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Article
May 1990

Ocular Histopathologic Findings in a Case of Human Herpes B Virus Infection

Author Affiliations

From the Department of Ophthalmology, Bascom Palmer Eye Institute (Drs Nanda, Curtin, and Dix), and the Departments of Microbiology and Immunology and Neurology (Dr Dix), University of Miami (Fla); the Department of Virology and Immunology, Southwest Foundation for Biomedical Research, San Antonio, Tex (Dr Hilliard); and Mary Washington Hospital, Fredericksburg, Va (Dr Bernstein).

Arch Ophthalmol. 1990;108(5):713-716. doi:10.1001/archopht.1990.01070070099044
Abstract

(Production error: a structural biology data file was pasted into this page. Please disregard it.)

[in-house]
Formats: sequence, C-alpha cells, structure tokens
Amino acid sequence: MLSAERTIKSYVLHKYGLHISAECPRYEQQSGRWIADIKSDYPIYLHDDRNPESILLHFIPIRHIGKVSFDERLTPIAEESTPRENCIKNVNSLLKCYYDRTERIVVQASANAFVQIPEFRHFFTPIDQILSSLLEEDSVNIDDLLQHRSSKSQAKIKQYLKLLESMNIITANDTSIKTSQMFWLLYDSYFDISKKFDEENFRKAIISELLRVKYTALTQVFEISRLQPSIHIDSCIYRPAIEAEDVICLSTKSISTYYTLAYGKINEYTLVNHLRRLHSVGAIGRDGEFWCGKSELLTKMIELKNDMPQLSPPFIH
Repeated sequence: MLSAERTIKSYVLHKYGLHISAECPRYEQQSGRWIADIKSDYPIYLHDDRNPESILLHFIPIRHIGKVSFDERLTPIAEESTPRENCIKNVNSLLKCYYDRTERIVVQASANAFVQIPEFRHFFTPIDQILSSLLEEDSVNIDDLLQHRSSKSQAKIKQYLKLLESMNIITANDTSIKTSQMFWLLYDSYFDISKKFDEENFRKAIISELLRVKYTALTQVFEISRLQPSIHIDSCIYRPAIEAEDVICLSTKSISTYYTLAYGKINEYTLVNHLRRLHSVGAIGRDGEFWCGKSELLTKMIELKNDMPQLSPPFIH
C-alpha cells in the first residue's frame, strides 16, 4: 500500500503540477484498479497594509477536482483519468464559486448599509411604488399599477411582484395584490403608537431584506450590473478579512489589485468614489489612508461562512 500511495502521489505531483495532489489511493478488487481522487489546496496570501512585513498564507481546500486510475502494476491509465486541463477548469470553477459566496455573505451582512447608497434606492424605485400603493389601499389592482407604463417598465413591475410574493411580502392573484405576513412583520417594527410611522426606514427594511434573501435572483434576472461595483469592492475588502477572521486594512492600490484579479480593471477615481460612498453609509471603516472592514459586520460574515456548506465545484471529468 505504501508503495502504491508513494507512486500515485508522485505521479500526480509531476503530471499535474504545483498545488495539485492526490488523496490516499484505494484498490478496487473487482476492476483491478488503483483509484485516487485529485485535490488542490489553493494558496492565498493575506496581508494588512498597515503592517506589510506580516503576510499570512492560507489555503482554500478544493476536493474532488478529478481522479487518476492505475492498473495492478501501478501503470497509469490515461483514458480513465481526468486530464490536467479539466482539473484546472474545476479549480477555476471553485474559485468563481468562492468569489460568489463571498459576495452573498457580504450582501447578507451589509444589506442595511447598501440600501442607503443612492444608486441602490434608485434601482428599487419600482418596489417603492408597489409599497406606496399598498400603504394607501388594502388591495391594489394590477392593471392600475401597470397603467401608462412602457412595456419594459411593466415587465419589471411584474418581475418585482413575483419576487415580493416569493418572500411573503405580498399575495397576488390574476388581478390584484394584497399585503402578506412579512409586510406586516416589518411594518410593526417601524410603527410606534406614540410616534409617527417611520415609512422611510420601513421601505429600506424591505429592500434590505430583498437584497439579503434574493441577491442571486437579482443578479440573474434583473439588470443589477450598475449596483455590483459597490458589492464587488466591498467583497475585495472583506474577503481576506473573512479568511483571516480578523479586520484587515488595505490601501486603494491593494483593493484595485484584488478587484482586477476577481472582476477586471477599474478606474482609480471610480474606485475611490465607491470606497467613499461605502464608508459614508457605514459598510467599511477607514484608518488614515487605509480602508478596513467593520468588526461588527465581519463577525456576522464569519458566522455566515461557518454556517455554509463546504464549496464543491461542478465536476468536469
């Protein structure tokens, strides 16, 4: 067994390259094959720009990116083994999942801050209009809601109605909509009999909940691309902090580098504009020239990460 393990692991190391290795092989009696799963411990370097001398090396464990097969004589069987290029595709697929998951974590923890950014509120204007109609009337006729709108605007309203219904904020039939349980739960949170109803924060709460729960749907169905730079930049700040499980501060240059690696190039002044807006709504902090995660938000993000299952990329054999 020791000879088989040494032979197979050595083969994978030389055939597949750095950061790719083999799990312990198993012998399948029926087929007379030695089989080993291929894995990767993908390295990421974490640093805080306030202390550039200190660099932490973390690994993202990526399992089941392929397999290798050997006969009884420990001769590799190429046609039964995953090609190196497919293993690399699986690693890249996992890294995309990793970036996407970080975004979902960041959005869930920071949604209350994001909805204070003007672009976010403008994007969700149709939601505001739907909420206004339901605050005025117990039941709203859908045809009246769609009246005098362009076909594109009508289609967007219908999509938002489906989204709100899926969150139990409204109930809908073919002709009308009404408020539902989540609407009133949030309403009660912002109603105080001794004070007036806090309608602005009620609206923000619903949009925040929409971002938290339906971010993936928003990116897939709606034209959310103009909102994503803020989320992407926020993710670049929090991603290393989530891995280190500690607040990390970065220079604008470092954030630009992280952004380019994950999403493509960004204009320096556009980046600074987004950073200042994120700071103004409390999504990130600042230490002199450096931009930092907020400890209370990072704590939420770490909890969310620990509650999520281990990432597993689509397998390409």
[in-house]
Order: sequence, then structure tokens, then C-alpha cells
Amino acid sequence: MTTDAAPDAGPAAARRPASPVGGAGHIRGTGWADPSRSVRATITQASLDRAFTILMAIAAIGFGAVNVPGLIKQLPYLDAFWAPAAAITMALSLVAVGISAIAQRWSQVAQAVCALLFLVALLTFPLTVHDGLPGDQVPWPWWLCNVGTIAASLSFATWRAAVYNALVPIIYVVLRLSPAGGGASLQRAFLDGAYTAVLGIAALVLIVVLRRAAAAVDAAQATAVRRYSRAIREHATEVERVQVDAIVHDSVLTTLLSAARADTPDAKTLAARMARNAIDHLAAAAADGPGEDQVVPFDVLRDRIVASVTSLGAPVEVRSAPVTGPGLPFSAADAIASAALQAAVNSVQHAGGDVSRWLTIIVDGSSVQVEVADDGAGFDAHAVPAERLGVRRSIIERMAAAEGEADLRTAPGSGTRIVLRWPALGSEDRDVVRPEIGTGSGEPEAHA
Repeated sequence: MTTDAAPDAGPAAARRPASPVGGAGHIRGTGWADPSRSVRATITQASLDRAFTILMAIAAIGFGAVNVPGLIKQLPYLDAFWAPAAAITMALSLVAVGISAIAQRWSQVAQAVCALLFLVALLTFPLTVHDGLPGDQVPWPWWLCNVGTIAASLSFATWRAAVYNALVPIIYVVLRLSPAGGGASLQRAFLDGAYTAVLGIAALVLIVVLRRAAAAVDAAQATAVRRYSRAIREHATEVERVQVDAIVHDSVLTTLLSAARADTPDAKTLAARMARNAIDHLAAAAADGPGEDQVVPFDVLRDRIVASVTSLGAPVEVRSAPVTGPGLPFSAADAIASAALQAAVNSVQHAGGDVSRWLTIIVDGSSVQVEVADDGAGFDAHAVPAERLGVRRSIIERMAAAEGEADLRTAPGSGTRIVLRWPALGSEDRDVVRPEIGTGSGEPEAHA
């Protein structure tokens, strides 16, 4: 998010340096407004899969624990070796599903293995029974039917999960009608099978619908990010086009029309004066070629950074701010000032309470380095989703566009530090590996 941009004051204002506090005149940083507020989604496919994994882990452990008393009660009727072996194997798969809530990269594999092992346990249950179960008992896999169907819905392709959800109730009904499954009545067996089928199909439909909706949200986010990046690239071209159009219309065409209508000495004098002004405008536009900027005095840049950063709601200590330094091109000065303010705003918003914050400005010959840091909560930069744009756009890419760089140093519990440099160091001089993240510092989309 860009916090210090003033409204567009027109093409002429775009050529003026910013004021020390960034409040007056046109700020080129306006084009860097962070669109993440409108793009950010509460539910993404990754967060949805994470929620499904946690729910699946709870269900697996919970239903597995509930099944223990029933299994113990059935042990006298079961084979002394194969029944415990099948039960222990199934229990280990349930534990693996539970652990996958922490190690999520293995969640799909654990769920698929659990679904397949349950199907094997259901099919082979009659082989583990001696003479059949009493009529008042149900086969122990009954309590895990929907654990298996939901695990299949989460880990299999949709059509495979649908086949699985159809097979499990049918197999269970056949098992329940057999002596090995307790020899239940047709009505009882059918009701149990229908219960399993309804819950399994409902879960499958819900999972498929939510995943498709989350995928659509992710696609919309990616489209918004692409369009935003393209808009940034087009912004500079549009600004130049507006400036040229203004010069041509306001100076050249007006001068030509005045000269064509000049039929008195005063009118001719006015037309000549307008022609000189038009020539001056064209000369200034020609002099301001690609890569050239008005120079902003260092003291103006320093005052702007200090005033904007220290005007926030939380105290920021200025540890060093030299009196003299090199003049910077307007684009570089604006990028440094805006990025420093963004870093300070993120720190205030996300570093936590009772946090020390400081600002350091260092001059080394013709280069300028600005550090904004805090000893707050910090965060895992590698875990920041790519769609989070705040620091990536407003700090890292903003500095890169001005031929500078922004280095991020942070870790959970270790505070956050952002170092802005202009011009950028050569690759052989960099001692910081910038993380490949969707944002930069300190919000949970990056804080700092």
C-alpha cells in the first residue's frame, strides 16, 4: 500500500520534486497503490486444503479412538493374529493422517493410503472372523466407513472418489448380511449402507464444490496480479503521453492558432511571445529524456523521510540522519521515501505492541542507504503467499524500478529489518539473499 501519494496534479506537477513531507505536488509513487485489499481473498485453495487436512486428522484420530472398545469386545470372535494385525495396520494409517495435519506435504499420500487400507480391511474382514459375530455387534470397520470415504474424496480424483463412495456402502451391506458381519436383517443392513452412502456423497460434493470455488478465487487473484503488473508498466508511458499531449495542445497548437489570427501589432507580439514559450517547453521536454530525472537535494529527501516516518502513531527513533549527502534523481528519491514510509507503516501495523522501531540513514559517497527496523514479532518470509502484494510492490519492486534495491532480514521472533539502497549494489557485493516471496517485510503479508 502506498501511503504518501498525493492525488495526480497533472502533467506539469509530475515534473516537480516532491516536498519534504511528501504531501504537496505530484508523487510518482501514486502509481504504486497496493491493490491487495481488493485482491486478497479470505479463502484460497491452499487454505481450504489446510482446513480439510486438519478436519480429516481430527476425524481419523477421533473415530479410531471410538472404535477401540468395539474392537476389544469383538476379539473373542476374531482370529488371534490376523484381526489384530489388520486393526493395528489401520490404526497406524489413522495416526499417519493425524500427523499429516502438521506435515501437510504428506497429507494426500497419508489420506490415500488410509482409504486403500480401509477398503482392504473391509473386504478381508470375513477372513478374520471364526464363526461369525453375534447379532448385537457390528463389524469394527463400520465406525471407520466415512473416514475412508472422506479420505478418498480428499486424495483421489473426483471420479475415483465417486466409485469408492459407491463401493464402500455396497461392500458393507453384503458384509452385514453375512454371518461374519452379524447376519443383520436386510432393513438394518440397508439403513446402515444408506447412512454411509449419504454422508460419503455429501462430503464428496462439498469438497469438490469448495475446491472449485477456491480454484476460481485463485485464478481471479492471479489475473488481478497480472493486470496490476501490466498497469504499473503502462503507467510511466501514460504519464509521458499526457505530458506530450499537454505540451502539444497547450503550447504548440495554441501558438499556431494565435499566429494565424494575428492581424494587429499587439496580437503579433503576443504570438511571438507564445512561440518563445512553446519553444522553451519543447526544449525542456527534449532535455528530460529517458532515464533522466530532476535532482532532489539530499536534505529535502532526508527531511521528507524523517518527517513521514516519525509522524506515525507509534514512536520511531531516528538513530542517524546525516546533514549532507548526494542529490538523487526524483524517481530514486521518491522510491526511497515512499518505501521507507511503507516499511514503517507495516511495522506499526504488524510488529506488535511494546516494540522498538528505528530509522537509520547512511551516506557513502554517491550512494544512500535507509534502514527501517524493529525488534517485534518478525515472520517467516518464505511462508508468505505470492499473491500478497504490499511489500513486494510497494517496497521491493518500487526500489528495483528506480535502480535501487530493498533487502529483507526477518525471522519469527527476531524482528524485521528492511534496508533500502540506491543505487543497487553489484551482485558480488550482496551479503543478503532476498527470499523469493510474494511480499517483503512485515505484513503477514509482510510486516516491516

• A 37-year-old male laboratory technician who sustained a cutaneous penetrating wound from a rhesus monkey developed a progressive ascending encephalomyelitis due to culture-proven herpes B virus (Herpesvirus simiae) infection. He died 6 weeks after his injury despite acyclovir and ganciclovir treatment that was initiated after central nervous system symptoms developed. Histopathological examination of the patient's left eye revealed a multifocal necrotizing retinitis associated with a vitritis, optic neuritis, and prominent panuveitis. Herpes-type virus was identified in the involved retina by electron microscopy. Postmortem vitreous cultures taken from both eyes and retinal cultures taken from the right eye were positive for herpes B virus. Herpes B virus produces infection and destruction of retinal tissues similar to other herpesviruses. To our knowledge, this case represents the first histopathologic demonstration of herpes B virus infection in a human eye.

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